Q & A Post 92.25.22
How to Make the Choice between Ethylene Oxide or E-Beam Sterilization
Medical device manufacturers choosing to sterilize their products and packaging face numerous options. One of these choices is between Electron beam (E-beam) sterilization and ethylene oxide (EO). Sometimes, the choice is easily made based on factors such as product limitations and sensitivity to radiation or heat, but at other times, either method seems suitable. In these cases, time-to-market and cost considerations might be the determining factors.
E-beam sterilization uses ionizing radiation at high doses. While it is suitable for a variety of materials, it is best for uniform and small products with low densities. One advantage of the method is its quick processing time of minutes or hours, while EO sterilization takes days.
EO sterilization uses gas diffusion and requires breathable packaging so that the gas can penetrate it. The process can be used for many types of products and materials, but it has several limitations as well. The product or package needs to tolerate vacuum and pressure changes, as well as high temperatures.
“The choice is based on your desire for flexibility and speed of processing,” says Bill Young, Vice President at Sterigenics, a provider of contract sterilization services. “Small products that don’t contain drugs and are packaged with breathable packaging can go with either one.”
Other considerations include differences in validation, testing, cost, and time-to-market. There are tradeoffs with either method, says Young.
“The validation for EO might take four to 12 weeks, whereas initial E-beam validation for one product might only take four to six weeks. However, with E-beam validation, every configuration has to be checked again and go through testing. In terms of re-validation for EO, it might only have to be done once every year or two years, whereas for E-beam, those audits are necessary every three months or so. If a customer is using parametric release for EO, the testing cost isn’t significantly different. It might be less expensive for EO because of the need to do quarterly dose audits [when using E-beam]. If a client is not using parametric release, but using BI (biological indicators) testing, then every load requires BI testing for EO, so testing costs would be higher in comparison than for the continuous process of E-beam," says Young.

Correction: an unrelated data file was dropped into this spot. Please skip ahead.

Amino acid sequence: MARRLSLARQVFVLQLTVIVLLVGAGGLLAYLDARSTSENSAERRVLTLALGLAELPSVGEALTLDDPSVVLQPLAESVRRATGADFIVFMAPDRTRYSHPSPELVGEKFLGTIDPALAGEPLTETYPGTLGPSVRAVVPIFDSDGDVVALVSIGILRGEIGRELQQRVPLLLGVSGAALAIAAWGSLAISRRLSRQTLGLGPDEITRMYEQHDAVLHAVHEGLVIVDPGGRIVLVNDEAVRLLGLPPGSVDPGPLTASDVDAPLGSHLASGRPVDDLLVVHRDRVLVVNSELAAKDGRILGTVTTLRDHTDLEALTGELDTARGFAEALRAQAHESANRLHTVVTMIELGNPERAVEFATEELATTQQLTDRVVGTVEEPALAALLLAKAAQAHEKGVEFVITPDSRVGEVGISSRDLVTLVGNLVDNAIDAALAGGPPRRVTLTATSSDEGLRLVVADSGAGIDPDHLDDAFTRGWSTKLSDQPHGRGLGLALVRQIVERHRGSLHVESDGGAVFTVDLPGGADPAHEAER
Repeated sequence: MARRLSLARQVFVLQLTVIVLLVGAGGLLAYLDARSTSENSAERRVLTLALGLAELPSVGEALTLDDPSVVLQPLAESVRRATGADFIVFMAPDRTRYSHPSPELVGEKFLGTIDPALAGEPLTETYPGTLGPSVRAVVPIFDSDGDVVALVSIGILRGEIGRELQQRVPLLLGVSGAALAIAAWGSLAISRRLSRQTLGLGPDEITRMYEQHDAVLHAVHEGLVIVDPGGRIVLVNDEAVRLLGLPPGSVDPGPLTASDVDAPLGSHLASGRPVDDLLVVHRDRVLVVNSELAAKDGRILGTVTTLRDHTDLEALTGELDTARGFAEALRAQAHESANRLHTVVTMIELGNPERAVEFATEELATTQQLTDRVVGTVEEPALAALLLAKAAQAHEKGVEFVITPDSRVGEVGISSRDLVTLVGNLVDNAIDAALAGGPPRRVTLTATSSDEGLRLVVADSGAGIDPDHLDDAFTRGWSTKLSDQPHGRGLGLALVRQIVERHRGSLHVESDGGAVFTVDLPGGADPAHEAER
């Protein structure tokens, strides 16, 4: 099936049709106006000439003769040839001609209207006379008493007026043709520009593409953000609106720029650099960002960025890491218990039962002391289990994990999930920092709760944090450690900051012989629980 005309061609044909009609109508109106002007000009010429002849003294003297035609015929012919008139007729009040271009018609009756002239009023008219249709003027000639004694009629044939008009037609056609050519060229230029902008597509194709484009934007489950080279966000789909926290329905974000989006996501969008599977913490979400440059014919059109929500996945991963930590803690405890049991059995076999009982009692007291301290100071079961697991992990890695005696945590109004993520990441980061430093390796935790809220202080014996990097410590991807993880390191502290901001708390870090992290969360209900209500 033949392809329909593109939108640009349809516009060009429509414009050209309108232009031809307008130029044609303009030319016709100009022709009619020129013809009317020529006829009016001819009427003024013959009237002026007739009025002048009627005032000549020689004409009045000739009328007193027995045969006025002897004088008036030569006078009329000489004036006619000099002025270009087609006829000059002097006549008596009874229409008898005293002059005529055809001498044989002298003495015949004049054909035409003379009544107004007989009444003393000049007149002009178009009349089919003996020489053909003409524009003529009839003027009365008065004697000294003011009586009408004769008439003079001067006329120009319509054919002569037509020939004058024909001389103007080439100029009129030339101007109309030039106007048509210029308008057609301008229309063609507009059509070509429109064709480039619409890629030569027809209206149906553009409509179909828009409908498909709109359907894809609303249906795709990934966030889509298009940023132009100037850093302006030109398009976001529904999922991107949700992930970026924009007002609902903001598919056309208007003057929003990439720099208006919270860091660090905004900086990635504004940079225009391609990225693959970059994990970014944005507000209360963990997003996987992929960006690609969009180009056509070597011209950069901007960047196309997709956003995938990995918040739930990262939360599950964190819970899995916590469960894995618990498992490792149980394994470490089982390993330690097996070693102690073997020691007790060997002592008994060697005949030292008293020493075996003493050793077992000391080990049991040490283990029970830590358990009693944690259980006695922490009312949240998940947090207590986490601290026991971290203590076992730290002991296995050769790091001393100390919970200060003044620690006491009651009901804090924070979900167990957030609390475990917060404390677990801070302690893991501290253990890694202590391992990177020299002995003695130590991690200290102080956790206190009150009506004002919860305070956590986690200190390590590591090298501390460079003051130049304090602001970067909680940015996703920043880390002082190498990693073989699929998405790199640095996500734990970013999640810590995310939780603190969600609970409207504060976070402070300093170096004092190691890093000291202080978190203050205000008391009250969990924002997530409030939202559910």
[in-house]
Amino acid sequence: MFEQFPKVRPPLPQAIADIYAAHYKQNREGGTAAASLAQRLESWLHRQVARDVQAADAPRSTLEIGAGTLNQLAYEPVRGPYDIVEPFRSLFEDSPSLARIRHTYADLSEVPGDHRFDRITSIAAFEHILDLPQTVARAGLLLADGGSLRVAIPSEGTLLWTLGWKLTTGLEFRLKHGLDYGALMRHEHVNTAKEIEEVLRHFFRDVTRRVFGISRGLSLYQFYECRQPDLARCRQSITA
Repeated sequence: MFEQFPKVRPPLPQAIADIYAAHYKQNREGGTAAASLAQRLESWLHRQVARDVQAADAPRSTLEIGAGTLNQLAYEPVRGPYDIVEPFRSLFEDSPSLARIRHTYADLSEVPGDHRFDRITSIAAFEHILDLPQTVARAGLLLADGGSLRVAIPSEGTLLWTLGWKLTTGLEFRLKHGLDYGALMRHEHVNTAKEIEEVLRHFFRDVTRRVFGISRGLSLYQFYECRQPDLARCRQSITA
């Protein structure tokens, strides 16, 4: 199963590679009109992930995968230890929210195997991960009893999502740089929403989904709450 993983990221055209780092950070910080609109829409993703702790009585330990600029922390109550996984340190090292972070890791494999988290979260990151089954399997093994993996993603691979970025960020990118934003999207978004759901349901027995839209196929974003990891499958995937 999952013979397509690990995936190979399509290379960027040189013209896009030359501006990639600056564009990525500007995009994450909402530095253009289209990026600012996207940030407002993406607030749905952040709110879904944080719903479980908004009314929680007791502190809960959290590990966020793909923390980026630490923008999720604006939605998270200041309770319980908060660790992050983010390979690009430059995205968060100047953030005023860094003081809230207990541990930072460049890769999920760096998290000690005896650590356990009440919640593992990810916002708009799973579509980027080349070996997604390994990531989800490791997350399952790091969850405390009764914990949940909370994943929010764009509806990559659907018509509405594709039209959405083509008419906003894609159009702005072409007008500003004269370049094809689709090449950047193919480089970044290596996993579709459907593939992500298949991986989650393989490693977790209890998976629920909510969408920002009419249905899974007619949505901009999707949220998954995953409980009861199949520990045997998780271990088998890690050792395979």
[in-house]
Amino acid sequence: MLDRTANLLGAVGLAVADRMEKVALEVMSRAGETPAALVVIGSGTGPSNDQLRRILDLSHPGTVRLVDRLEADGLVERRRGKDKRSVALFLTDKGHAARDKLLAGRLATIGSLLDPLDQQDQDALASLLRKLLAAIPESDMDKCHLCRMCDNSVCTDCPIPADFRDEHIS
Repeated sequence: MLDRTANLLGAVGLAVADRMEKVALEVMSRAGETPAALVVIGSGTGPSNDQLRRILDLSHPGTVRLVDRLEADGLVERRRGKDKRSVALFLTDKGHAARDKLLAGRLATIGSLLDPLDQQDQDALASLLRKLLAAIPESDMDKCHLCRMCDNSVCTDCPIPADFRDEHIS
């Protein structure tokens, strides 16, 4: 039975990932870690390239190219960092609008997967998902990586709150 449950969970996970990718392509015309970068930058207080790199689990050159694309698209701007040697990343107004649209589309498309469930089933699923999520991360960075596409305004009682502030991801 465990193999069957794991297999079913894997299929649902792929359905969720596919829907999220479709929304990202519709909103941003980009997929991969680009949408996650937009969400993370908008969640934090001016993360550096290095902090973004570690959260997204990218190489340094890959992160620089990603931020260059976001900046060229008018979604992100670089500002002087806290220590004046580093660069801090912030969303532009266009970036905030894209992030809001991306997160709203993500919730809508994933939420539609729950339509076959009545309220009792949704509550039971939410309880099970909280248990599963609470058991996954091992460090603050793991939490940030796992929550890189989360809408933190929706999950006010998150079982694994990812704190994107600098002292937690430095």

When either method seems suitable, the costs of installing and working with E-Beam versus EO may be the final factor in choosing one over the other.
“The installation cost for an E-beam unit is significant, depending on the power and the dose one is trying to use,” says Young.
“To install one, you also have to provide barriers to protect workers. Generally speaking, installing a powerful E-beam unit might be anywhere from 1.5 to 2 times the cost of installing an EO process. The E-beam units are very sophisticated and reliable, however, the parts may be costly and may require a long lead time to replace. It requires a unique skill set and an understanding of radiation. We see higher energy consumption with E-beam, but EO also requires significant amount of energy because there are different phases to the process," says Young.
By Camilla Andersson